Privacy in the Internet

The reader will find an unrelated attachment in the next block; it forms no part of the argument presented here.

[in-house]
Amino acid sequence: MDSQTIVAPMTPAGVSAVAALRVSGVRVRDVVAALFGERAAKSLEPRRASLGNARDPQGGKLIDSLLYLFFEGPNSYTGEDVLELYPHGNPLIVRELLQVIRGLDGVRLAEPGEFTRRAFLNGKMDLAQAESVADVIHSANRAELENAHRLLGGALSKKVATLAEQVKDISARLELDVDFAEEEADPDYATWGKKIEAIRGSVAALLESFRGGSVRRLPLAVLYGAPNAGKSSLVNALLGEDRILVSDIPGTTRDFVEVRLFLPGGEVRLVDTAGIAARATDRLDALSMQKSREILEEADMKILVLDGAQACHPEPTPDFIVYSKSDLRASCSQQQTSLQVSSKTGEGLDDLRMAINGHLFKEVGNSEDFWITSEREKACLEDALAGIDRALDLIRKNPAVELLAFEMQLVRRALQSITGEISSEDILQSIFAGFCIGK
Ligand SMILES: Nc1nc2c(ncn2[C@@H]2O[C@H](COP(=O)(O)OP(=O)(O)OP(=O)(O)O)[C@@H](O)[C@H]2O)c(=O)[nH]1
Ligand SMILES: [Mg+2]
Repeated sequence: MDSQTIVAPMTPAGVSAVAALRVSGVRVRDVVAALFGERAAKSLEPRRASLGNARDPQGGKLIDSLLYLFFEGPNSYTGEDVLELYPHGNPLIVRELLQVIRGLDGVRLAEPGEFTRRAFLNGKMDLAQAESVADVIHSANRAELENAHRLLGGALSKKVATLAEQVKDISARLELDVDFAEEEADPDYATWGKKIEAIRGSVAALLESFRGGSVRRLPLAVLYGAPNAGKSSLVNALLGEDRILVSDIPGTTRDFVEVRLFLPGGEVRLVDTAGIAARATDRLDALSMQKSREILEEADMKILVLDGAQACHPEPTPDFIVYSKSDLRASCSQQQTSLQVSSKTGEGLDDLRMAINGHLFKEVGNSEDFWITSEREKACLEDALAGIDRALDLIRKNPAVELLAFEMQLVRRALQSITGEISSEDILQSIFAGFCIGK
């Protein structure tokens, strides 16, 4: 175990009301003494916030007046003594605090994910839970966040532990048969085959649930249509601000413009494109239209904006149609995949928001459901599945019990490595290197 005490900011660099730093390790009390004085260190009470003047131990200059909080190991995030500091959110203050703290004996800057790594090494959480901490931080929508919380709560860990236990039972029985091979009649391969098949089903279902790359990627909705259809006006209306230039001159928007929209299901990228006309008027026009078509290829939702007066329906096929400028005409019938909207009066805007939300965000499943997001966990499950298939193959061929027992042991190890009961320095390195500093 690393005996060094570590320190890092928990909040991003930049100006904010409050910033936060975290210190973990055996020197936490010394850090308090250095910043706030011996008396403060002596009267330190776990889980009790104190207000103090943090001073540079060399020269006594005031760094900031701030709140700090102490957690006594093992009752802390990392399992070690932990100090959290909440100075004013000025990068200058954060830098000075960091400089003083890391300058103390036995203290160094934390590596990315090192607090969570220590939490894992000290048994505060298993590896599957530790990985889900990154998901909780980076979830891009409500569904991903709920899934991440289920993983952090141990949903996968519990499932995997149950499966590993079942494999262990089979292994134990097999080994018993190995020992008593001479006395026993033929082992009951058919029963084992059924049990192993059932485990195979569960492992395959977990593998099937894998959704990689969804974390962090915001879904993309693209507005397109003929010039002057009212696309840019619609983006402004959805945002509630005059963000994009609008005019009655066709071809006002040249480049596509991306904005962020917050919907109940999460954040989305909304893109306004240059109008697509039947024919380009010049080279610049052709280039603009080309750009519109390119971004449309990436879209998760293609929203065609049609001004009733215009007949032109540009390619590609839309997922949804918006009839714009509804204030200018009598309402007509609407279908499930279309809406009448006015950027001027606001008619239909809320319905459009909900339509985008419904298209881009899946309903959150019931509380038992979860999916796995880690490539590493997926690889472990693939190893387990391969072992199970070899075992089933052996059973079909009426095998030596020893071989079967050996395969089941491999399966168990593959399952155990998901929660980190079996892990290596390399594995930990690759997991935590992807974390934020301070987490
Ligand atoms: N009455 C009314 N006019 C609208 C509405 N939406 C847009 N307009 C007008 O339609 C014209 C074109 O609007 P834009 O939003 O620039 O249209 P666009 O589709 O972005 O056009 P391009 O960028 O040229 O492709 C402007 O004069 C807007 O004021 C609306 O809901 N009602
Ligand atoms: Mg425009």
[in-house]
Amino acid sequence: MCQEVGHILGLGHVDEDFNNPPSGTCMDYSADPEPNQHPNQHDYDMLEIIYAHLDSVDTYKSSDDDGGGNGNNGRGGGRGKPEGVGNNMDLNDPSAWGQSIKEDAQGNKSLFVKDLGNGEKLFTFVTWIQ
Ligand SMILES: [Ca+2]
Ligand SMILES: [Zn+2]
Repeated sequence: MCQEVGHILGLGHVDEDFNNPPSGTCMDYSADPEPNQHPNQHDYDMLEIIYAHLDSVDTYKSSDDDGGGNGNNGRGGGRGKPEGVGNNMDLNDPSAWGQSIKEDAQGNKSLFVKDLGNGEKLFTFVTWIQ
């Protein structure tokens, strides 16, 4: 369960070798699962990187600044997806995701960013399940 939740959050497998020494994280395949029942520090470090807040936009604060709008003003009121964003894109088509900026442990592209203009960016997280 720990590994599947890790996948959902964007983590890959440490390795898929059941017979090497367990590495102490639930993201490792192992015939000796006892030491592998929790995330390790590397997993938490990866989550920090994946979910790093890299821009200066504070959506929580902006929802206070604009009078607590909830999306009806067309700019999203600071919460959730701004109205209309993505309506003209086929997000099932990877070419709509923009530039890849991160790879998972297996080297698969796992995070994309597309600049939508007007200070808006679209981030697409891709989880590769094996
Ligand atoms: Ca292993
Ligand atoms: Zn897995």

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Privacy in the Internet How would you feel if I told you that I know almost everything there is to know about you – from your occupation to the brand of toothpaste you use, from your IQ to your culinary tastes, and so on – even though you have never met me, and possibly were not even aware of my existence? Most people would immediately state that they would feel violated, stripped of their individuality. Yet millions of people browse the Net day after day, blissfully ignorant of the fact that that they are always being monitored by someone to some degree. By selling you items and/or services, knows your reading preferences; your favorite online grocery store knows what kind of toothpaste you prefer; your university knows what your GPA is, etc. It does not seem at first that there is much of a problem in this. After all, even though all information about you is still “out there,” not all of it is accessible to any given person at any given time. Or is it? Currently, no explicit right to privacy in the U.S. Constitution is mentioned. In the case of Katz vs. U.S. (1967), it has been ruled that The Fourth Amendment provides us with a “reasonable expectation of privacy,” which means that the government must have a probable cause in order to legally monitor phone and electronic communications legally[1]. Johnson[2] mentions that the Privacy Act of 1974 applies to the federal government and not to private organizations (p. 115). Therefore, it may not be illegal for your grocery store and to cooperate and share information about you, for whatever the reason. More and more information about you will be accessible to some (or maybe even all) companies and individuals, gradually approaching the worst-case scenario... ... middle of paper ... ...ivacy Protection Rule. Federal Trade Commission. Internet. available: [5] ICQ shuts out adults posing as children [6], [7] [8] [9] [10] The FBI Has Bugged Our Public Libraries. Olds, Bill. Internet. available: [11] [12] [13],1286,63637,00.html

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